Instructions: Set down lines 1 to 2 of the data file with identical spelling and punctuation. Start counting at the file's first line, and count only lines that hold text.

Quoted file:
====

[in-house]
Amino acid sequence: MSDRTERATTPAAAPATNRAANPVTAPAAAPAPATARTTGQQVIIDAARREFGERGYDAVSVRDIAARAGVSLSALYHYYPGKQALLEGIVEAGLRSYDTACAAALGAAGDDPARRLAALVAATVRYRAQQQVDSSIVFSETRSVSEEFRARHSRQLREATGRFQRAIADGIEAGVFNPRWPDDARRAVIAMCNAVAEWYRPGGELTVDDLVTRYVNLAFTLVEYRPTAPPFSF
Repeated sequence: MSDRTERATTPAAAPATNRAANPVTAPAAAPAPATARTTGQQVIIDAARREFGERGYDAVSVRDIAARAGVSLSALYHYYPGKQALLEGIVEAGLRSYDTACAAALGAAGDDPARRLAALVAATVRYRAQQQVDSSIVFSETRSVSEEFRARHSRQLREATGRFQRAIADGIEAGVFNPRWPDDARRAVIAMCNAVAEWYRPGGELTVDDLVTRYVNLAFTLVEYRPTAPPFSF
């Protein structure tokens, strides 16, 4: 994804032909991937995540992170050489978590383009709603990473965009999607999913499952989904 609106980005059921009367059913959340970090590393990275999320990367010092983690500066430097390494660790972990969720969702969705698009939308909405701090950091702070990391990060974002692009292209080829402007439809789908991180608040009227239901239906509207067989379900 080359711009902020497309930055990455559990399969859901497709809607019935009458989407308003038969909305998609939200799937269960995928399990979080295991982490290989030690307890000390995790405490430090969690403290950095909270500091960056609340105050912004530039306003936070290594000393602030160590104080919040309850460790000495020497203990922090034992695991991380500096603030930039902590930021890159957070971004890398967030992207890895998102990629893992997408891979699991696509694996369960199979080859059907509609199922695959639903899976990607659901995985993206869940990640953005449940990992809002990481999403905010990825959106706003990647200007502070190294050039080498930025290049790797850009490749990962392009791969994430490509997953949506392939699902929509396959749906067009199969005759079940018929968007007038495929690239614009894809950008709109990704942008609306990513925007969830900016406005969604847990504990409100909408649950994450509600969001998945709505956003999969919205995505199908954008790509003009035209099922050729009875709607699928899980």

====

[in-house]
Amino acid sequence: MSDRTERATTPAAAPATNRAANPVTAPAAAPAPATARTTGQQVIIDAARREFGERGYDAVSVRDIAARAGVSLSALYHYYPGKQALLEGIVEAGLRSYDTACAAALGAAGDDPARRLAALVAATVRYRAQQQVDSSIVFSETRSVSEEFRARHSRQLREATGRFQRAIADGIEAGVFNPRWPDDARRAVIAMCNAVAEWYRPGGELTVDDLVTRYVNLAFTLVEYRPTAPPFSF